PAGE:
The 2017 climate survey results revealed 41% of all undergraduate women and 18% of all undergraduate men experience some form of sexual assault since their arrival on campus. 

Tulane’s 2017 climate survey defines sexual assault as “nonconsensual sexual activity committed through incapacitation — taking advantage of a victim too drunk to stop what was happening — or force — through physical force such as holding or pinning down or through threats to physically harm the victim or someone close to them.” According to the Department of Justice, sexual assault refers to “any nonconsensual sexual act proscribed by Federal, tribal or State law, including when the victim lacks capacity to consent.”

Composed of eight key findings, the 2022 climate survey collected further data on student experiences of sexual misconduct prior to their enrollment at Tulane. 

One in three female-identifying Tulane undergraduate students answered “yes” when asked if raped between the ages of 14 to 18. According to 2022 data, this statistic is nearly identical to the on-campus statistic.

Members from Tulane’s LGBQ+, non-binary community reported a similar sexual assault statistic; 31% of respondents experienced rape between the ages of 14 and 18. Since attending Tulane, 20% of all undergraduate, LBGQ+, non-binary students reported assault.

As for male-identifying undergraduate students, 9% reported they experienced rape between the ages of 14 and 18. Since enrollment, 11% of male-identifying respondents experienced rape. 

Jennifer Hunt, associate director of The Well for Health Promotion, provided a demonstration of the database which allows users to break down statistics based on student level, gender identity, race/ethnicity and sexual orientation.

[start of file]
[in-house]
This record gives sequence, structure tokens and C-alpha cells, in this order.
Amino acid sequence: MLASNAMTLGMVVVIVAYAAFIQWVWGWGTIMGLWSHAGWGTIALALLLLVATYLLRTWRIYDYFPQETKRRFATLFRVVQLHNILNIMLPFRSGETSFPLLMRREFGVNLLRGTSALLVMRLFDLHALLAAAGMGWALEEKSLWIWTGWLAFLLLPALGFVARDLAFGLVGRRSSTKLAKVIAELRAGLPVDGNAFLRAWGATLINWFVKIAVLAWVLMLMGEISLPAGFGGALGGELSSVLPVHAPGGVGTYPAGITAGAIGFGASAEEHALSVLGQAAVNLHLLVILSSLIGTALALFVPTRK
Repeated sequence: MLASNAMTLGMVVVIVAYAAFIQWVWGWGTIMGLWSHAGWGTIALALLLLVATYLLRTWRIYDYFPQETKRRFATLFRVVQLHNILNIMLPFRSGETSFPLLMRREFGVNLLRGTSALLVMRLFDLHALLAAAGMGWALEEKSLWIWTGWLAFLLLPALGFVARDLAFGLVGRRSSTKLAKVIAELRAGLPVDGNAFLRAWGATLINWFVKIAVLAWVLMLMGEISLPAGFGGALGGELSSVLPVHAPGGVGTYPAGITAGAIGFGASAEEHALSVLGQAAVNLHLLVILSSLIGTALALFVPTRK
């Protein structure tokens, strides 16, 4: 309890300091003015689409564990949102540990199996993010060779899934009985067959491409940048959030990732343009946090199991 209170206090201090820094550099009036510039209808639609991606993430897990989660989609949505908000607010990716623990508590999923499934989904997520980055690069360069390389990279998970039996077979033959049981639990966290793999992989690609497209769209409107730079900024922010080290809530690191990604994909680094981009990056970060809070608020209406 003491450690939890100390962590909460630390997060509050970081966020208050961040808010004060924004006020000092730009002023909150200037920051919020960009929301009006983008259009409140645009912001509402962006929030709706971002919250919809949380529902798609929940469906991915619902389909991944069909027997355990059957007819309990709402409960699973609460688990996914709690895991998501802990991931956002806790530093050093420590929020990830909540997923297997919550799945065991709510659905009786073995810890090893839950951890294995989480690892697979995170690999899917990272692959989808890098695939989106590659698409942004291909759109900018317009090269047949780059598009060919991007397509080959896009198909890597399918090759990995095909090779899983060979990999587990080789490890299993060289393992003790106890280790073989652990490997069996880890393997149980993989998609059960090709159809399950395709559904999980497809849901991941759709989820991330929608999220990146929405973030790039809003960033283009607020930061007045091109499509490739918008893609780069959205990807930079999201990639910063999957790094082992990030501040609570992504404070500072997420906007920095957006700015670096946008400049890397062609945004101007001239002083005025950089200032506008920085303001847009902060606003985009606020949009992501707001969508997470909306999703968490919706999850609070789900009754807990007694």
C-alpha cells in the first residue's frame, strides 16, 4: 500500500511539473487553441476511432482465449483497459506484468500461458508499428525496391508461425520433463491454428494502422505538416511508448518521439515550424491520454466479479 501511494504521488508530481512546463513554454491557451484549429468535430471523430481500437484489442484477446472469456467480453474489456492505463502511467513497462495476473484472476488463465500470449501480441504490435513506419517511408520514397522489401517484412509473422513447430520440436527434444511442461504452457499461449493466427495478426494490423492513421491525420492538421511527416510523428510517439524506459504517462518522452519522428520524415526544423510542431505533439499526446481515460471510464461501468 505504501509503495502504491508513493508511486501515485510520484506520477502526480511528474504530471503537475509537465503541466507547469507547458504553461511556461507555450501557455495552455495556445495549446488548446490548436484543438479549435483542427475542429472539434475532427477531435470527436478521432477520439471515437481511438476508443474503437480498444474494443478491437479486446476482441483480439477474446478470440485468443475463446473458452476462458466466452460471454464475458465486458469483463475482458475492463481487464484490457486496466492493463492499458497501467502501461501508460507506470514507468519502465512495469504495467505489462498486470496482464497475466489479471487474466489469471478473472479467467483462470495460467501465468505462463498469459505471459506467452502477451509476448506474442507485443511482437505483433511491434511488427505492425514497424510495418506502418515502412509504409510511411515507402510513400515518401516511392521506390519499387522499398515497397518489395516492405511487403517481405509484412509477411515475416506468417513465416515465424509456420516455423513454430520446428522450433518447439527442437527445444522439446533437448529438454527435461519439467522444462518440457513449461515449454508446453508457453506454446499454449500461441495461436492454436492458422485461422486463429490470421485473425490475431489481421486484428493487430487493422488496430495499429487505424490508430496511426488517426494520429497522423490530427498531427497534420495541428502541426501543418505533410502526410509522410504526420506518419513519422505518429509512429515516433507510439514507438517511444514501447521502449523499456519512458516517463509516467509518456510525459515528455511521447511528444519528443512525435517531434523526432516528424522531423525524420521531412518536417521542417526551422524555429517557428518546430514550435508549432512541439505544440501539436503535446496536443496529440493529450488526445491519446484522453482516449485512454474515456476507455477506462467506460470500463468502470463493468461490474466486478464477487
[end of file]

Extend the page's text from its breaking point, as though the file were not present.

Hunt then discussed sexual violence prevention steps, focusing on three distinct levels of community intervention: primary, secondary and tertiary. After releasing data from the 2017 climate survey, Tulane established the All In 1.0 plan, to “provide a vision and plan forward for entrenching and expanding sexual violence prevention work … on Tulane’s campus,” according to the All In website. The launch of All In 2.0 plan will “[build] off the first.”

To conclude the session, administrators participated in a moderated Q&A.

Kevin Swartout, professor of psychology at Georgia State University and ARC3 researcher, has worked on several different college climate surveys and helped organize Tulane’s data. 

When asked if Tulane has a greater number of incidents or sexual misconduct, Swartout referred to the comparison data available, disclosing relatively low rates of sexual harrassment, average rates of stalking and dating violence and relatively higher rates of rape and online sexual contact.  

Experts from the Title IX and Student Affairs Office, along with Swartout, hosted two in-person meet and greets on the Uptown and Downtown campuses. According to the Climate Survey website, “two lunch and learns will be offered the week of April 17 to learn more about the All In 2.0 plan.”

Individuals are able to access the interactive 2022 data tool here: https://allin.tulane.edu/climate-assessment/interactive-data-tool-2022